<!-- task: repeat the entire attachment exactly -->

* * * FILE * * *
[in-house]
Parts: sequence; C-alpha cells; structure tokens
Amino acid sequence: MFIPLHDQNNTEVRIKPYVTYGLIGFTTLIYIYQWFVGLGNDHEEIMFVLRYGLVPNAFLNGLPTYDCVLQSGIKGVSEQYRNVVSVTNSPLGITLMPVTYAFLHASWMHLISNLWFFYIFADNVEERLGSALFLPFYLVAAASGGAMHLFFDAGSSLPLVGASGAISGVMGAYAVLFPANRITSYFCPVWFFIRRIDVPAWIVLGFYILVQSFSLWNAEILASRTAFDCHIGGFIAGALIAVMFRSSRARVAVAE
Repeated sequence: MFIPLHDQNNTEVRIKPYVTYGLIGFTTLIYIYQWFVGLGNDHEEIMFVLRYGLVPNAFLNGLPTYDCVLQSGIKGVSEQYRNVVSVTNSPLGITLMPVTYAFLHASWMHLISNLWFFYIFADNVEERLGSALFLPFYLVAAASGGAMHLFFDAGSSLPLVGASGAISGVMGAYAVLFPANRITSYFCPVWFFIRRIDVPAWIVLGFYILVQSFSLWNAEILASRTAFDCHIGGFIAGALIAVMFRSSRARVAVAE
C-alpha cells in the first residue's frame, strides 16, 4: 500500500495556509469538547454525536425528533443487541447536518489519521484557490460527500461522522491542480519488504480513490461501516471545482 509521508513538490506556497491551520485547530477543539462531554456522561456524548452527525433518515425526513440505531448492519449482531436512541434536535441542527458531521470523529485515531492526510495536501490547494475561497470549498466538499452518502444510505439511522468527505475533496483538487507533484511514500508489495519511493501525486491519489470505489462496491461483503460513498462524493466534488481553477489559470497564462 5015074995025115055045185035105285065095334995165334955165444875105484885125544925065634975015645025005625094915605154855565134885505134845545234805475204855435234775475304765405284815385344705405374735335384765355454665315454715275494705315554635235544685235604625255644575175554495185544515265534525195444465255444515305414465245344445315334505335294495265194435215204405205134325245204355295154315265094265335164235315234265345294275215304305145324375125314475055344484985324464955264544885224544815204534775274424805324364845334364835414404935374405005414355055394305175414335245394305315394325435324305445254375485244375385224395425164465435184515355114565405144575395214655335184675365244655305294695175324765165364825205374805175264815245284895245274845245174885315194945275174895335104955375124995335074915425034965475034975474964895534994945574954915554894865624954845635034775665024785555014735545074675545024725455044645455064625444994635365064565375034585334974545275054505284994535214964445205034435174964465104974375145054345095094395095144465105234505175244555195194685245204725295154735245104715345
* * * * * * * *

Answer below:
[in-house]
Parts: sequence; C-alpha cells; structure tokens
Amino acid sequence: MFIPLHDQNNTEVRIKPYVTYGLIGFTTLIYIYQWFVGLGNDHEEIMFVLRYGLVPNAFLNGLPTYDCVLQSGIKGVSEQYRNVVSVTNSPLGITLMPVTYAFLHASWMHLISNLWFFYIFADNVEERLGSALFLPFYLVAAASGGAMHLFFDAGSSLPLVGASGAISGVMGAYAVLFPANRITSYFCPVWFFIRRIDVPAWIVLGFYILVQSFSLWNAEILASRTAFDCHIGGFIAGALIAVMFRSSRARVAVAE
Repeated sequence: MFIPLHDQNNTEVRIKPYVTYGLIGFTTLIYIYQWFVGLGNDHEEIMFVLRYGLVPNAFLNGLPTYDCVLQSGIKGVSEQYRNVVSVTNSPLGITLMPVTYAFLHASWMHLISNLWFFYIFADNVEERLGSALFLPFYLVAAASGGAMHLFFDAGSSLPLVGASGAISGVMGAYAVLFPANRITSYFCPVWFFIRRIDVPAWIVLGFYILVQSFSLWNAEILASRTAFDCHIGGFIAGALIAVMFRSSRARVAVAE
C-alpha cells in the first residue's frame, strides 16, 4: 500500500495556509469538547454525536425528533443487541447536518489519521484557490460527500461522522491542480519488504480513490461501516471545482 509521508513538490506556497491551520485547530477543539462531554456522561456524548452527525433518515425526513440505531448492519449482531436512541434536535441542527458531521470523529485515531492526510495536501490547494475561497470549498466538499452518502444510505439511522468527505475533496483538487507533484511514500508489495519511493501525486491519489470505489462496491461483503460513498462524493466534488481553477489559470497564462 5015074995025115055045185035105285065095334995165334955165444875105484885125544925065634975015645025005625094915605154855565134885505134845545234805475204855435234775475304765405284815385344705405374735335384765355454665315454715275494705315554635235544685235604625255644575175554495185544515265534525195444465255444515305414465245344445315334505335294495265194435215204405205134325245204355295154315265094265335164235315234265345294275215304305145324375125314475055344484985324464955264544885224544815204534775274424805324364845334364835414404935374405005414355055394305175414335245394305315394325435324305445254375485244375385224395425164465435184515355114565405144575395214655335184675365244655305294695175324765165364825205374805175264815245284895245274845245174885315194945275174895335104955375124995335074915425034965475034975474964895534994945574954915554894865624954845635034775665024785555014735545074675545024725455044645455064625444994635365064565375034585334974545275054505284994535214964445205034435174964465104974375145054345095094395095144465105234505175244555195194685245204725295154735245104715345